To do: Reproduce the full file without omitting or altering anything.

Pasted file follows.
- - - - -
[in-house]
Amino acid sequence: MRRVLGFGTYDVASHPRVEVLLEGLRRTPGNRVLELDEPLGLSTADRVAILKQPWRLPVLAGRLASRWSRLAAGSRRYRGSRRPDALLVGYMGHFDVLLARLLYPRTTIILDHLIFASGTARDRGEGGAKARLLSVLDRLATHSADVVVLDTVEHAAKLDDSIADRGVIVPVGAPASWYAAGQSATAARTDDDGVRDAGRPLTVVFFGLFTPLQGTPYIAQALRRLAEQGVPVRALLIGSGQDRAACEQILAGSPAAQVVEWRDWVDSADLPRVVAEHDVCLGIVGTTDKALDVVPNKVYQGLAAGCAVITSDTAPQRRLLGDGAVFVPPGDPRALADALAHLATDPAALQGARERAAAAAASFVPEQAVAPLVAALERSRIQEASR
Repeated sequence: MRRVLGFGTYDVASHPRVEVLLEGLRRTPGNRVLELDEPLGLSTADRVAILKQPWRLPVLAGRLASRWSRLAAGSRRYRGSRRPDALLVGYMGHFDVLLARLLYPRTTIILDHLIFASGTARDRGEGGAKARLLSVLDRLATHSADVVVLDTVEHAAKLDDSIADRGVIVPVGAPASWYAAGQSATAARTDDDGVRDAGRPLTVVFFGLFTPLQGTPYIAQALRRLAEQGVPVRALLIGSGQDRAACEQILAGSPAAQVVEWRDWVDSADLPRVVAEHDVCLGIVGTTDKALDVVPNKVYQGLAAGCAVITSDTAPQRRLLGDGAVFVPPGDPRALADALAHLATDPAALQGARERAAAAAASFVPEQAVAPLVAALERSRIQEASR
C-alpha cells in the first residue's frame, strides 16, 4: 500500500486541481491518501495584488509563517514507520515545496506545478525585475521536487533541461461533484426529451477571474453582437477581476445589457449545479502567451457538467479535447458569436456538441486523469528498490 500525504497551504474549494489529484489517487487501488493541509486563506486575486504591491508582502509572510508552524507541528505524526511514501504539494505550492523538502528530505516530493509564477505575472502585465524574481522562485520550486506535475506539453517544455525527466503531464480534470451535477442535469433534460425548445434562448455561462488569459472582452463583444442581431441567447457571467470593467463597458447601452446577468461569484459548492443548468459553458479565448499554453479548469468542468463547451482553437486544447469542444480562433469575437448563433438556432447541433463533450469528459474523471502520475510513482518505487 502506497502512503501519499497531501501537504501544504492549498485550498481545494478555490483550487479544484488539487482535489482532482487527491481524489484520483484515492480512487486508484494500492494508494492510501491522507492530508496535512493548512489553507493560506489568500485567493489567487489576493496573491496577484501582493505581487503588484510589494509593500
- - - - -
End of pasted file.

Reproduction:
[in-house]
Amino acid sequence: MRRVLGFGTYDVASHPRVEVLLEGLRRTPGNRVLELDEPLGLSTADRVAILKQPWRLPVLAGRLASRWSRLAAGSRRYRGSRRPDALLVGYMGHFDVLLARLLYPRTTIILDHLIFASGTARDRGEGGAKARLLSVLDRLATHSADVVVLDTVEHAAKLDDSIADRGVIVPVGAPASWYAAGQSATAARTDDDGVRDAGRPLTVVFFGLFTPLQGTPYIAQALRRLAEQGVPVRALLIGSGQDRAACEQILAGSPAAQVVEWRDWVDSADLPRVVAEHDVCLGIVGTTDKALDVVPNKVYQGLAAGCAVITSDTAPQRRLLGDGAVFVPPGDPRALADALAHLATDPAALQGARERAAAAAASFVPEQAVAPLVAALERSRIQEASR
Repeated sequence: MRRVLGFGTYDVASHPRVEVLLEGLRRTPGNRVLELDEPLGLSTADRVAILKQPWRLPVLAGRLASRWSRLAAGSRRYRGSRRPDALLVGYMGHFDVLLARLLYPRTTIILDHLIFASGTARDRGEGGAKARLLSVLDRLATHSADVVVLDTVEHAAKLDDSIADRGVIVPVGAPASWYAAGQSATAARTDDDGVRDAGRPLTVVFFGLFTPLQGTPYIAQALRRLAEQGVPVRALLIGSGQDRAACEQILAGSPAAQVVEWRDWVDSADLPRVVAEHDVCLGIVGTTDKALDVVPNKVYQGLAAGCAVITSDTAPQRRLLGDGAVFVPPGDPRALADALAHLATDPAALQGARERAAAAAASFVPEQAVAPLVAALERSRIQEASR
C-alpha cells in the first residue's frame, strides 16, 4: 500500500486541481491518501495584488509563517514507520515545496506545478525585475521536487533541461461533484426529451477571474453582437477581476445589457449545479502567451457538467479535447458569436456538441486523469528498490 500525504497551504474549494489529484489517487487501488493541509486563506486575486504591491508582502509572510508552524507541528505524526511514501504539494505550492523538502528530505516530493509564477505575472502585465524574481522562485520550486506535475506539453517544455525527466503531464480534470451535477442535469433534460425548445434562448455561462488569459472582452463583444442581431441567447457571467470593467463597458447601452446577468461569484459548492443548468459553458479565448499554453479548469468542468463547451482553437486544447469542444480562433469575437448563433438556432447541433463533450469528459474523471502520475510513482518505487 502506497502512503501519499497531501501537504501544504492549498485550498481545494478555490483550487479544484488539487482535489482532482487527491481524489484520483484515492480512487486508484494500492494508494492510501491522507492530508496535512493548512489553507493560506489568500485567493489567487489576493496573491496577484501582493505581487503588484510589494509593500